HomeGroupsTalkZeitgeist
Hide this

Results from Google Books

Click on a thumbnail to go to Google Books.

Final Exam: A Surgeon's Reflections on…
Loading...

Final Exam: A Surgeon's Reflections on Mortality (edition 2007)

by Pauline W. Chen

MembersReviewsPopularityAverage ratingMentions
3351332,882 (3.77)9
Member:crimson-tide
Title:Final Exam: A Surgeon's Reflections on Mortality
Authors:Pauline W. Chen
Info:Knopf (2007), Edition: 1, Hardcover, 288 pages
Collections:Your library
Rating:
Tags:nonfiction, medicine, death, dying, memoir, surgery, wgs

Work details

Final Exam: A Surgeon's Reflections on Mortality by Pauline W. Chen

None.

Loading...

Sign up for LibraryThing to find out whether you'll like this book.

No current Talk conversations about this book.

» See also 9 mentions

Showing 1-5 of 13 (next | show all)
This books shows the humanity of working in the medical profession. From the start of medical school to her current position, Pauline Chen, really helps express why the medical system is the way it is, those who try to correct it. The medical profession is made up of humans in a rigid, non perfect system. We as patients should provide assistance to nudge doctors who want to do the right thing to go ahead. And be a poke for those who do not want to bother. ( )
1 vote seki | Oct 17, 2011 |
This book did not help me with the feeling that Doctors Are Bad because they are vainglorious snots who are best avoided. I really understand the patient with advanced breast cancer who got no medical intervention until her breast was actually rotting away. I usually feel that whatever doctor I deal with is more interested in getting payment than in delivering care, more interested in getting out of the exam room than in answering questions, etc.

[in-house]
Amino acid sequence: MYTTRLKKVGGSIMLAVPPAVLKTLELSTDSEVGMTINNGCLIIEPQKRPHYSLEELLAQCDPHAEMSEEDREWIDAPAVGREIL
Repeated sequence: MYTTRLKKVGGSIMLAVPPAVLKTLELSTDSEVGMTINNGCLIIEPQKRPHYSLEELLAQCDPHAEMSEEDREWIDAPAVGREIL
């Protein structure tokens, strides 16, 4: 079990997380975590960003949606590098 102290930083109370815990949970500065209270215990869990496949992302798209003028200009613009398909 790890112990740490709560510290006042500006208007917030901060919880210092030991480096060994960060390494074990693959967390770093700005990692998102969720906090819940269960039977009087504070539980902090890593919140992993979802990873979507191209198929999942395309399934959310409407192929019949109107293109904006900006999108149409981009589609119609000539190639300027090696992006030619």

Granted, I am more prejudiced against doctors than most people: my family has three doctors, and every one of them is an awful person in one way or another. I once worked for a doctor who hated people in general and loved to torment her support staff in particular. (Thank God that one wasn't a surgeon. The thought of a knife in her hand still gives me the willies). My problem is mostly that these people really seem to feel their grand Doctorhood puts them on a level far. far above little me. These are the sort of person who can hear "Stop, I am not comfortable with this discussion," and say indignantly, "I am a Doctor, I will discuss whatever I wish." No, sometimes you are a family member who ought to know when to use some manners.

But enough about this reader's doctor dislike. I did not read this book carefully but rather in a feverish haze of illness. Why did I read a book I probably wouldn't like while I was sick? Because it was on top of the TBR pile and I liked the feeling of being able to cross it off my list. I admit I probably missed a lot.

I was struck by the amount of loving detail about the author's first cadaver, who was probably her most memorable patient. This part of the book was very touching. Especially when compared to the patient-avoidance techniques Dr. Chen developed later in her career.